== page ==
From Connecticut, USA:
My son is 9 years old and has had Type 1 diabetes for a year and a half. We count carbohydrates for each meal and snack. I have noticed that certain foods will raise my son's blood sugar, even if I count out the correct serving. An example is corn chips. Why is this? Does it have to do with the glycemic index? How can I learn more about the glycemic index?
It may have more to do with the fat content of corn chips than the glycemic index. Fat will sometimes retard the absorption of sugar until after the peak of the insulin, therefore making the blood sugars higher than they should be later.
The concept of the glycemic index has been around for a lot of years and really gave the current method of carbohydrate counting its beginnings. We started to think of how all foods affect blood sugars. The glycemic index can be a place to start in determining how foods affect your blood sugar, but this is very individual and dependent. The glycemic index was done in a scientific fashion with single foods given in specific doses, which does not have much relationship to a mixed meal. It is, however, a place to start. I just read a great article about it in Diabetes Interview, May, 1999.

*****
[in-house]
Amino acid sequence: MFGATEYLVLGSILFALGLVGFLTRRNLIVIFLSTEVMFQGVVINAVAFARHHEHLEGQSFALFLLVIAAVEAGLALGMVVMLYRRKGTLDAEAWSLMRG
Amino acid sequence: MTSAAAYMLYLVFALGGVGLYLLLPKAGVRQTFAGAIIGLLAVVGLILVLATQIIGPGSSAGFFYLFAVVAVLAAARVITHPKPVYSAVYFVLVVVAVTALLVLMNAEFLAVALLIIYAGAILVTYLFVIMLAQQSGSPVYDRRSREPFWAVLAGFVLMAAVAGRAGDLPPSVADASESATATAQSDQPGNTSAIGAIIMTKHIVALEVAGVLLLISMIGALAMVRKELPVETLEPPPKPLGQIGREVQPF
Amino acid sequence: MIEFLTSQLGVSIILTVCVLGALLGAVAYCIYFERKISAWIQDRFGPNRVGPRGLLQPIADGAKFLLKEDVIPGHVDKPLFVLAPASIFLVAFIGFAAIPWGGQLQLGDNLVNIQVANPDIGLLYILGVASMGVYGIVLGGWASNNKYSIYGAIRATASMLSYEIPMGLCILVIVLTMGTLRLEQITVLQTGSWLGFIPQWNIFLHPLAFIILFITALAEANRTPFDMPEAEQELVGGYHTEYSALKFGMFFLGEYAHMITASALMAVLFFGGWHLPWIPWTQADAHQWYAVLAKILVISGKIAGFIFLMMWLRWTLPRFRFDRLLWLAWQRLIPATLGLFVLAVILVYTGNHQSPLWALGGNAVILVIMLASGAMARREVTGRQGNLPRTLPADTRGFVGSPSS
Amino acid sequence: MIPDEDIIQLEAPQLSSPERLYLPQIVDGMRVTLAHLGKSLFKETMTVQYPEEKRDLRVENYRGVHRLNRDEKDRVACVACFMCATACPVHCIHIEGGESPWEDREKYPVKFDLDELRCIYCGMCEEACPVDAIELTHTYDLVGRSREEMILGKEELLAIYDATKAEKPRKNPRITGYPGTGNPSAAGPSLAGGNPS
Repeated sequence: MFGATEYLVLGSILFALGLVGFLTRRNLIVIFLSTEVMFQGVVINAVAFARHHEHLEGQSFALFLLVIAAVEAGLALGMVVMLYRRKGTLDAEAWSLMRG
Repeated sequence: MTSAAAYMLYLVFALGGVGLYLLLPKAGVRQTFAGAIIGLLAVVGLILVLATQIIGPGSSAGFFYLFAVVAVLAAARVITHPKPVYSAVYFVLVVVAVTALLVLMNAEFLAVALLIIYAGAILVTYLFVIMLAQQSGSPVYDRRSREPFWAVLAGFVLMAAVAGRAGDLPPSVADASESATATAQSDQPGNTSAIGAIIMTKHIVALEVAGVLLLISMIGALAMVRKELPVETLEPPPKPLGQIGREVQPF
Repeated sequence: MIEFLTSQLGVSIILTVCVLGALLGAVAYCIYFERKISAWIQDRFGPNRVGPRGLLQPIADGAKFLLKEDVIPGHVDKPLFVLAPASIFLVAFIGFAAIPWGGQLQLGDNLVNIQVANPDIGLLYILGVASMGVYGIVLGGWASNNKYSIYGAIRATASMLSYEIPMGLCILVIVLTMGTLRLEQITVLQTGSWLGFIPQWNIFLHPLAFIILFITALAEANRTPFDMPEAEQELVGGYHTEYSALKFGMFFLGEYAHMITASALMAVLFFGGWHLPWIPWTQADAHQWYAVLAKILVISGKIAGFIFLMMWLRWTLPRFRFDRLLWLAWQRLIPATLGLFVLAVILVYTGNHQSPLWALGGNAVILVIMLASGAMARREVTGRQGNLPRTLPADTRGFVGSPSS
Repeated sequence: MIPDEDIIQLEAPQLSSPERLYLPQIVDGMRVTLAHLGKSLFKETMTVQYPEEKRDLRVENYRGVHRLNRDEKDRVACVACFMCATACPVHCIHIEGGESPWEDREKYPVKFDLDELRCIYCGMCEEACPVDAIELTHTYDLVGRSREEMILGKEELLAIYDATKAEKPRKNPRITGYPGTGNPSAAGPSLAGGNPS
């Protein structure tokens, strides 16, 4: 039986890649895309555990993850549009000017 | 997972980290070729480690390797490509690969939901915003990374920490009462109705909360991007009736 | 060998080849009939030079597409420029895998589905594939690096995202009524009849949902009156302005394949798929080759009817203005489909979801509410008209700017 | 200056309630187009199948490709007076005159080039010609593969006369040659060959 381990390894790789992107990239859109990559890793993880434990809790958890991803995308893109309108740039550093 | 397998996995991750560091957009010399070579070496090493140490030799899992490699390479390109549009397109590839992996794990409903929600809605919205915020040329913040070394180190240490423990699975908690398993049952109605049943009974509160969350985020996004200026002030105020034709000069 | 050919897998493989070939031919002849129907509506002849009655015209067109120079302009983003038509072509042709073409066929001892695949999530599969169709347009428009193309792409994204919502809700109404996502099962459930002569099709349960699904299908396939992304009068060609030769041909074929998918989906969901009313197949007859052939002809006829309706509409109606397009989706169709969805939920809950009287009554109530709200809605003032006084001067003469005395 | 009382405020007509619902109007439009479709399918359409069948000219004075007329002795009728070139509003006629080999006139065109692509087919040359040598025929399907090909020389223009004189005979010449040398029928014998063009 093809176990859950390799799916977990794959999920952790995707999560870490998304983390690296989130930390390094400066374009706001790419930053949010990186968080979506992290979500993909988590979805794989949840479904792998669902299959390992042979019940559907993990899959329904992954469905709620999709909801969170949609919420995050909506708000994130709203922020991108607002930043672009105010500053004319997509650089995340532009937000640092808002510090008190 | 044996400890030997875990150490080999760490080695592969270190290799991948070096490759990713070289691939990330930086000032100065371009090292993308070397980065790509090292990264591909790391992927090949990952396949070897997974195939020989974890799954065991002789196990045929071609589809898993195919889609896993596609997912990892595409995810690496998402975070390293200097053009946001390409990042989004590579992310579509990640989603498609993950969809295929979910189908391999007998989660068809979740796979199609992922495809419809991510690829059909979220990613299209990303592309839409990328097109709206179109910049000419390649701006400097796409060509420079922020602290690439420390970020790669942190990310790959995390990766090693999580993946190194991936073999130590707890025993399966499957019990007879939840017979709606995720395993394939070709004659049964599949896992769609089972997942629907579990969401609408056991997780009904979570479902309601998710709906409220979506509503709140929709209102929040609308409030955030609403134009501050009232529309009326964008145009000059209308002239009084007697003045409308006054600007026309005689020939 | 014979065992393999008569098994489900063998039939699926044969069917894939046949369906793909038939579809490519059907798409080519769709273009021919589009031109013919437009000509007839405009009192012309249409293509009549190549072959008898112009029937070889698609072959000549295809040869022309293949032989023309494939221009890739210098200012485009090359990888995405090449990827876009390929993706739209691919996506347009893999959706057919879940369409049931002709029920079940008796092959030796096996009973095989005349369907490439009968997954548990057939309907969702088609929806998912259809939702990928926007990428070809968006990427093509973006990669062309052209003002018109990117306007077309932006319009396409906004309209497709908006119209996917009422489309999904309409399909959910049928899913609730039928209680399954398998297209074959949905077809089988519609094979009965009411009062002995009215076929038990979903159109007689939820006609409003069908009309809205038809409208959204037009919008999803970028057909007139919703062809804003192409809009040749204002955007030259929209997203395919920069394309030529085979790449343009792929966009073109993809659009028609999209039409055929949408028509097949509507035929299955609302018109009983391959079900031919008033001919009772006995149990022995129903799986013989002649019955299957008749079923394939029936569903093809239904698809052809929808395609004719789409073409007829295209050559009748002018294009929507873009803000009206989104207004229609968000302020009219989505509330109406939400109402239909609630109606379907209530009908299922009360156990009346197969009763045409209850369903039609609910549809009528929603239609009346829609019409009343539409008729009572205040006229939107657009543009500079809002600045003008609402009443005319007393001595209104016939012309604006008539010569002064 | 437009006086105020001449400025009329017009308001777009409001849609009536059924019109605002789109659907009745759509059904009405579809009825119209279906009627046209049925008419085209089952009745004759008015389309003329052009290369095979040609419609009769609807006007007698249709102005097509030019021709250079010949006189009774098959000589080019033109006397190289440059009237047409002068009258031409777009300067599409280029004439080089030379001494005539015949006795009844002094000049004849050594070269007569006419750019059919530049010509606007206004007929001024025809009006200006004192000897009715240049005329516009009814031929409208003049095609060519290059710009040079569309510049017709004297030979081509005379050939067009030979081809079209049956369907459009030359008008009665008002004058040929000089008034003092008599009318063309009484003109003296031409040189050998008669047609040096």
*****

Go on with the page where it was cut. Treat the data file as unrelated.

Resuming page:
Original posting 2 Aug 1999
Posted to Meal Planning, Food and Diet
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